Chianti Wine Region Map and Guide

Chianti Wine Region Map
James Martin

Chianti, Italy is a beautiful region of Tuscany whose rolling hills are covered in vineyards and olive groves. It is dotted with wineries as well as small, picturesque towns. Visitors will enjoy the wineries, medieval-era buildings, and standing churches.

Chianti Wine

Chianti is the wine everybody knows in the United States. Perhaps you have a candle stuck in a wicker covered fiasco, the bulbous wine bottles seen on tables in every Italian restaurant in the U.S. during the 70s. Luckily, Chianti has moved from being a producer of cheap wine in cheesy bottles to a quality delicacy. The Chianti wine is sometimes referred to as the "Bordeaux of Italy," due to its flexibility in blending and variability in style.

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Getting Your Bearings in Chianti

Vineyard in the Chianti Classico region north of Siena, Tuscany, Italy, Europe
Michael Short / robertharding / Getty Images

The Chianti Classico region lies between the larger cities of Florence and Siena. To the east lie the Chianti Mountains, and the area is bounded on the west by the Pesa valley and Elsa river. This is the land of the Gallo Nero, the black rooster, and travelers will see the signs for the region on the country roads.

Background on the Geography

The main north-south road through Chianti Classico is the state road number 222, shown on the map and known as la Chiantigiana. Interestingly, the first time a reference to Chianti wine appears in a formal document was 1398. The Chianti area was delimited in 1932 and the boundaries have stayed the same since. Chianti Classico, the area seen on the map, is "the oldest zone of origin" of Chianti.

The major large towns are shown by larger green circles on the map, and smaller towns worth visiting are noted on the map as well. Travelers can stay at various lodging options, ranging from small hotels in towns to agriturismo accommodations, often set amid beautiful vineyards or olive groves.

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Highlights of the Chianti Wine Region

Chianti Wine Region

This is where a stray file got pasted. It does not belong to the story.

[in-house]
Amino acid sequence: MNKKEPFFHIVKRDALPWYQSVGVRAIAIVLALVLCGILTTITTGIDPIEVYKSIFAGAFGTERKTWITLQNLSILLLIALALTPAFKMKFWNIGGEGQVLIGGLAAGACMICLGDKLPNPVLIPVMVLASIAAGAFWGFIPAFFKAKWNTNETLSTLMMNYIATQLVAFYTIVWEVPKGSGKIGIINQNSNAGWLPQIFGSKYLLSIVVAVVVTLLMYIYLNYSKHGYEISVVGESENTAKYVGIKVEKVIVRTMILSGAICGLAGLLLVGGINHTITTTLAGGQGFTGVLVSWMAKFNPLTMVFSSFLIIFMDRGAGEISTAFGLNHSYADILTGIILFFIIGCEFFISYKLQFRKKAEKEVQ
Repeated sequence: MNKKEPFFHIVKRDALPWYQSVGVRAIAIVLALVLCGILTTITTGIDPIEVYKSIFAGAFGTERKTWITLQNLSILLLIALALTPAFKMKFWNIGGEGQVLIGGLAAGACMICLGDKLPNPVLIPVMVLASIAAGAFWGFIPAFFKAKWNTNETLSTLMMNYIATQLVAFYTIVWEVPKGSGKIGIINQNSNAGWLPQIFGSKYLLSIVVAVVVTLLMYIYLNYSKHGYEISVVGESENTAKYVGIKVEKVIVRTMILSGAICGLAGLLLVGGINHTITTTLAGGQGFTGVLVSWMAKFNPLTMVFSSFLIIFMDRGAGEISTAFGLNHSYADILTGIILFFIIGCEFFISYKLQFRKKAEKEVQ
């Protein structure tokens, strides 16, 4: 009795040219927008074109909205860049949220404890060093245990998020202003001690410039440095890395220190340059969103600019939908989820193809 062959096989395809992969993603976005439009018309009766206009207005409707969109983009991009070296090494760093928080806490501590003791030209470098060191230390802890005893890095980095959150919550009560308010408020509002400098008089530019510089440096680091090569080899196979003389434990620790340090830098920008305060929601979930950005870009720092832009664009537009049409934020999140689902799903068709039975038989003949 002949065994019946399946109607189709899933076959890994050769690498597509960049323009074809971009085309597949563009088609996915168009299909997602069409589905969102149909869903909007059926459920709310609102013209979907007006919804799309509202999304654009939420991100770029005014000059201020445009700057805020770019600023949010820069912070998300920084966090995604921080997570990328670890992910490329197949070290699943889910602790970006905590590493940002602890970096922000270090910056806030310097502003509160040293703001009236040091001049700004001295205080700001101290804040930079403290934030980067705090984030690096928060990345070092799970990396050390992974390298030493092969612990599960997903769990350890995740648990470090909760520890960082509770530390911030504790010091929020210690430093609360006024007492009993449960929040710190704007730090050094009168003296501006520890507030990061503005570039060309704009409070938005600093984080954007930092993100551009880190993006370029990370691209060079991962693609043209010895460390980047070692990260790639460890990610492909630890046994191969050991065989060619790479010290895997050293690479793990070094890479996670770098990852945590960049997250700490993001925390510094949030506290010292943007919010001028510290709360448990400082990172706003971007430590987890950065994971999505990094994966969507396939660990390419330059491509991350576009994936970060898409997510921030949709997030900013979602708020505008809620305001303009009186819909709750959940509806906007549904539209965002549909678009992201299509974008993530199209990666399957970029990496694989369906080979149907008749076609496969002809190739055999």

Courtesy of Select Italy

The center of Chianti Classico is the town of Greve. Greve is a quaint, central town to stay in while visiting, and it has several good restaurants. The town has a weekly market on Saturday mornings, and there is a wine tasting center on state road 222 where you can taste wine, olive oil, and the sweet Vin Santo. Travelers can gather additional information at the tourist office located at Via Giovanni da Verrazzano 59.

Chianti Towns and Places to Go

A little way outside of San Casciano in a tiny village called S. Andrea in Percussina lies Il ristorante L'Albergaccio di Niccolo Machiavelli. This is the tavern where Machiavelli played cards and likely swilled wine. The place is hard to find, but it's worth it for the food, wine, and bucolic surroundings. Visitors are encouraged to watch the signs for when they exit San Casciano, as nearby, Villa Mangicane has been transformed into a nice luxury hotel and makes for a great place to stay.

Panzano is home to one of the world's most famous butchers, who happens to have a restaurant called SoloCiccia, translated as "only meat." Dario Cecchini's shop is not to be missed amongst Italian food lovers.

More Restaurants and Wineries

Just south of Panzano is a town called Piazza, which hosts a restaurant called Osteria alla Piazza. In fact, that's pretty much all there is in tiny Piazza. However, it's worth the drive to simply sit among the vineyards of Chianti and experience delicious food and wine.

Farther south is the largest winery in the Chianti area, known as Barone Ricasoli. This is a good place for wine tasting, visiting the gardens and museums of the castle, and having a great lunch at Osteria del Castello. It's in Madonna a Brolio, 5 kilometers south of Gaiole in Chianti, and about 25 kilometers northeast of Siena.

Visitors can also visit Castellina, Radda, and Gaiole, which are other popular centers for Chianti wine and hospitality.

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Winery Guided Tours With Transportation

House surrounded by vineyard at Gaiole in the Chianti region.
Oliver Strewe / Getty Images

The Chianti region is best explored by car, but if you're staying in Florence or Siena, you can easily take a guided tour that includes transportation. Travelers with a car can book the popular Winery Visit and Lunch in Chianti Tour. Others who need transportation can consider one of these tours from Select Italy:

  • Chianti Classico Full Day Tour: This tour includes transportation, wine tasting at two wineries, a three-course lunch, and an olive oil tasting.
  • Chianti Classico North: The Classico North tour is a full day tour with pick-up and drop-off in Florence. It includes a tour of Greve in Chianti, winery visits with wine tasting, and lunch at Badia in Passignano.
  • Chianti Classico South: This full day tour includes a pick-up and drop-off in Siena along with a walking tour of Radda in Chianti. There is also a walking tour at another village, two winery visits with wine tasting, and lunch.
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